The upcoming fall TV season is shaping up to be so quiet that it is almost as if the networks are approaching it on tiptoe.
Many would agree that the concept of a fall television season has taken on a vestigial air since network TV is really the only portion of the vast television universe that still clings to the idea.
At the same time, the concept of introducing new lineups and new shows all at the same time of year -- at the nexus of summer and autumn -- presents an opportunity for promoting the fall season as if it still is a big deal.
But this year, the four legacy broadcast networks do not have all that much to promote when it comes to new content.
The TV Blog counted 10 new shows all told on the networks’ fall schedules. Three of them are blasts from the past.
“The Real Love Boat” on CBS turns the old “Love Boat” into an unscripted reality show. “Quantum Leap” on NBC literally leaps back into the past. “Celebrity Jeopardy!” is now to become a regular, weekly series Sunday nights on ABC.
With four new shows, CBS has the most new ones this fall, although the shows hardly break the network mold. Besides its new “Love Boat,” CBS has a new lawyer show, “So Help Me Todd”; a cop show, “East New York”; and a firefighter drama, “Fire Country.”
In a press release in June announcing the fall premiere schedule, the network promoted each of the new scripted shows with sparkling superlatives.
According to CBS, “So Help Me Todd” is “witty,” “East New York” is “edgy” and “Fire Country” is “heart-pounding.”
NBC has only one other new show on the fall schedule besides “Quantum Leap” -- “Lopez Vs. Lopez,” a family-based sitcom starring George Lopez and his real-life daughter Mayan Lopez (both pictured above). The show is George Lopez’s fourth sitcom.
In addition to “Celebrity Jeopardy!,” ABC has only two other new shows on the fall schedule and one of them is an attempt to build a franchise from an existing hit.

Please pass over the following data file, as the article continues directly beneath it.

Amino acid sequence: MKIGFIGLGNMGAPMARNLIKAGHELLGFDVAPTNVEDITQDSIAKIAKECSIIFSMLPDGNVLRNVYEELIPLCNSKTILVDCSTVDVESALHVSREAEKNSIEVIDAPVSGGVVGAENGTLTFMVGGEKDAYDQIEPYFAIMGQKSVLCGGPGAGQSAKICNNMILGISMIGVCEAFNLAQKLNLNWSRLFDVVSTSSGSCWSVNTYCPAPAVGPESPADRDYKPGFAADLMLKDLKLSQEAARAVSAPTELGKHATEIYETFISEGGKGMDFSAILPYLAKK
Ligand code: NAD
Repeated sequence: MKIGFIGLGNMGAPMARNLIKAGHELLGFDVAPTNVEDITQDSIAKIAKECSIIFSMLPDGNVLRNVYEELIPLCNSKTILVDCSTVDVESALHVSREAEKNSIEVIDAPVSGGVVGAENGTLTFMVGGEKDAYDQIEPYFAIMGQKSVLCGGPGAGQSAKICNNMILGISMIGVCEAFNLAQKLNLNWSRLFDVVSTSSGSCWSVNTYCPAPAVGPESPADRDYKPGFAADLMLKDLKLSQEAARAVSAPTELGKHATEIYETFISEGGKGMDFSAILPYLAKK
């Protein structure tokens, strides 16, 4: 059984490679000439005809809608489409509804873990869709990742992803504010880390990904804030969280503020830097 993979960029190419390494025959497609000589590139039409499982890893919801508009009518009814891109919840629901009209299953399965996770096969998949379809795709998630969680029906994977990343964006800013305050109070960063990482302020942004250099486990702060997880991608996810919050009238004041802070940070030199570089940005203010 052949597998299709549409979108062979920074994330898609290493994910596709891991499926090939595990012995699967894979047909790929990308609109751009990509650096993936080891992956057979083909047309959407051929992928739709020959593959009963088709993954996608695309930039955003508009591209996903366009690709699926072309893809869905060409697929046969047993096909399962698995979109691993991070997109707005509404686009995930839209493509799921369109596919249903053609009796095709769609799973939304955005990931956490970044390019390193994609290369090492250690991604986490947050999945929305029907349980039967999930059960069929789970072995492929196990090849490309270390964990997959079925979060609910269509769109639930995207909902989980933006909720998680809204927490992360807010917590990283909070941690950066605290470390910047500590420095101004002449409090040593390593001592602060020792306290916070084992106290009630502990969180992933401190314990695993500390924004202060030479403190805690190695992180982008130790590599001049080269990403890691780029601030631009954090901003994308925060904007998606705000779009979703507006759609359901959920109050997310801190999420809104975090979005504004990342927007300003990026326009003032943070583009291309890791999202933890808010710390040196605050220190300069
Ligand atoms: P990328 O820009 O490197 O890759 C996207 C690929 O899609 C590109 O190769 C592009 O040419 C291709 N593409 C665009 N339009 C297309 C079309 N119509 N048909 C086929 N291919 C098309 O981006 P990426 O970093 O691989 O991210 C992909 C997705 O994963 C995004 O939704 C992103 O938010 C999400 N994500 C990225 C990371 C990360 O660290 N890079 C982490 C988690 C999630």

The new show is “The Rookie: Feds,” starring Niecy Nash-Betts as the oldest rookie in the FBI Academy. Her character was first seen in “The Rookie,” from which this new show has been spawned.
The other new ABC show is a one-hour drama starring Hilary Swank about a newspaper in Alaska.
The show appears to be titled “Alaska” at the present time, but at the time that it was announced last spring, it was called “Alaska Daily.”
A newspaper drama coming to TV is great to see, but many younger viewers might be asking, “What’s a newspaper?”
As for Fox, only one new show appears on its fall schedule -- “Monarch,” a one-hour drama about a fictional country music dynasty starring Susan Sarandon, 75, and country singer Trace Adkins, 60, as matriarch and patriarch.
This one too does not exactly pass the originality test. Its scenario about a dynasty revives memories of “Dynasty” and other such prime-time soaps, among them another prime-time soap set in the world of country music -- “Nashville” -- which ended just a few years ago in 2018.
Some might even be asking this question about “Monarch”: What is it doing on Fox? Did CMT pass on it?